For Angela Hawkinson, the investment her community of Britton, South Dakota, made in her, has had a large impact on her life. She credits Britton with helping shape her into the person that she is today.
"I was raised in my community and now I live in it and have built my life here," explains Hawkinson, who works in human resources and bookkeeping for Full Circle Ag. "This community has given me so much and I'm proud of this place. Now I feel like it's my turn to give back to it and invest in its future like it did in mine."
Get to Know the 2017-2018 Senior Advisory Council Members
Maddie Kline and Taylin Montague were selected to serve on the 2017-2018 Senior Advisory Council during the 2017 S.D. Farmers Union State Convention, held in Huron this last December.
In this role, Kline, a freshman at South Dakota State University, and Montague, a senior at New Underwood High School planning to attend Black Hills State University in the spring, will provide advice and act as mentors to the six member Junior Advisory Council.
Below, the youth leaders visit about what they look forward to in this new leadership role and discuss how the personal leadership development and communication skills they developed through Farmers Union educational programming has helped prepare them to be mentors.
What are you most looking forward to in this new leadership role?
Maddie Kline Answers: I’m looking forward to making my last year in camp the best year yet. With my leadership skills and past experience as a member of the Junior Advisory Council (JACs) I will be able to mentor the current JACs through the obstacles of their new roles. I can teach them how to be better leaders and mentors among other campers and how to go about things.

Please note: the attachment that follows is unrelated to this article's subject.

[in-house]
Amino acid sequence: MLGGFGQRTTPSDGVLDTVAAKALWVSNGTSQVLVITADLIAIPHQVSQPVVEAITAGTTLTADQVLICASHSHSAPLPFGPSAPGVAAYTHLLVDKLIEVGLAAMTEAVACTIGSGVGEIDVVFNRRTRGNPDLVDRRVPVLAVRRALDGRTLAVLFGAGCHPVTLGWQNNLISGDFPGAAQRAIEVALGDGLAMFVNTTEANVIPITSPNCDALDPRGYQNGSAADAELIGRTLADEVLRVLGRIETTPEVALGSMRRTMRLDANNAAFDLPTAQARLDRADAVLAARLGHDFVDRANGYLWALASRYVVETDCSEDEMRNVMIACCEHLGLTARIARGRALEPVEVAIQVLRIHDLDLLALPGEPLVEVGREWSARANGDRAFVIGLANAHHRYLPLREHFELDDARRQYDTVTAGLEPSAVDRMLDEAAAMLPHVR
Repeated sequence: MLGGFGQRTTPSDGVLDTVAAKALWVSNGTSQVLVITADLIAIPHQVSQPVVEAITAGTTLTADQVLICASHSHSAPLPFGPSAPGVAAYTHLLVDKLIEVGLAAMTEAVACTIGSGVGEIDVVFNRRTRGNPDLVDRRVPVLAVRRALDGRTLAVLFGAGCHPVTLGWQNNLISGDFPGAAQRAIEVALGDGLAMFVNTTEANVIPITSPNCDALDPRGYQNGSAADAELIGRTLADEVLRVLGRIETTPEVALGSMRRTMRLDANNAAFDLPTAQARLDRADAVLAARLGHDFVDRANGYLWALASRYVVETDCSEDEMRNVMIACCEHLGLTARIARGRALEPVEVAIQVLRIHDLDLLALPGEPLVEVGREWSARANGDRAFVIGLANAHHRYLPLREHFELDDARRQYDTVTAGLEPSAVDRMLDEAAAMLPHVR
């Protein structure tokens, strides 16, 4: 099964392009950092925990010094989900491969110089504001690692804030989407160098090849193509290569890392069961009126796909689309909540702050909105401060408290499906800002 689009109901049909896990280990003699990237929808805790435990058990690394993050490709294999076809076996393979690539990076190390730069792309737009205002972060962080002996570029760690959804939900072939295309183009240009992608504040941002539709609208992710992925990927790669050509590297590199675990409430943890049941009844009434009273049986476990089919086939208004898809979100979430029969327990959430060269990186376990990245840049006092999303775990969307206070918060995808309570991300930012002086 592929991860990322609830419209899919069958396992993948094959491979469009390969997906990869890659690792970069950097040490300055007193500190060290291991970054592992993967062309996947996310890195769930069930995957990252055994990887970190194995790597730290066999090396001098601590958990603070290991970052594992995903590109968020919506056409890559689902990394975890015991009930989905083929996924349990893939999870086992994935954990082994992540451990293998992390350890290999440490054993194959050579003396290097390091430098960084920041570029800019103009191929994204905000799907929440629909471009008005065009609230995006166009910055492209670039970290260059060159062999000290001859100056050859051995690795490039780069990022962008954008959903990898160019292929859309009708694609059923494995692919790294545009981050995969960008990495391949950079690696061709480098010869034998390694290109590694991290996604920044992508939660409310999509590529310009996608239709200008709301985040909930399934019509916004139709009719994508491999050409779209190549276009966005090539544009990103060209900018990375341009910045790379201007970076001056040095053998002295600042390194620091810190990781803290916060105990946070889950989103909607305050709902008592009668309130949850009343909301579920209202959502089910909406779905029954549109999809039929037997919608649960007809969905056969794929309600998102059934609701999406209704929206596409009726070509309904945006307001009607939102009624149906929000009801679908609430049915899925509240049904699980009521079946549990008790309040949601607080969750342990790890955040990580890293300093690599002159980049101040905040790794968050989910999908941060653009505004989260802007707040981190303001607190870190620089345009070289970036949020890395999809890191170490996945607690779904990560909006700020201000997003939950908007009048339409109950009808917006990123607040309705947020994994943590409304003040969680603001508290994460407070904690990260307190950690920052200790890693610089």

Taylin Montague Answers: I look forward to the opportunity to give back to Farmers Union. Being an influence and role model to upcoming campers is an honor and is something I have always aspired to. To me serving on the Senior Advisory Council means that I am a productive member of Farmers Union, I am an advocate and others see me as a strong leader and role model.
How did Farmers Union prepare you for this mentorship role?
Maddie Kline Answers: In Farmers Union we talk a lot about leadership and cooperation and what that means for youth. We get to learn how to make the most out of our leadership ability while having fun along the way. The skills that Farmers Union has instilled in me helped me throughout high school and now I can take those skills with me to college.
Taylin Montague Answers: Farmers Union has taught me a countless amount of skills and lessons. After being awarded the Bob Janish Memorial Friendship Award I was brought to the realization of how many people see what I do and how I am as a person. Because of Farmers Union I have learned that being a positive influence and someone others can look up to is incredibly rewarding. I have learned that stepping up and taking a leadership role is not scary but an honor.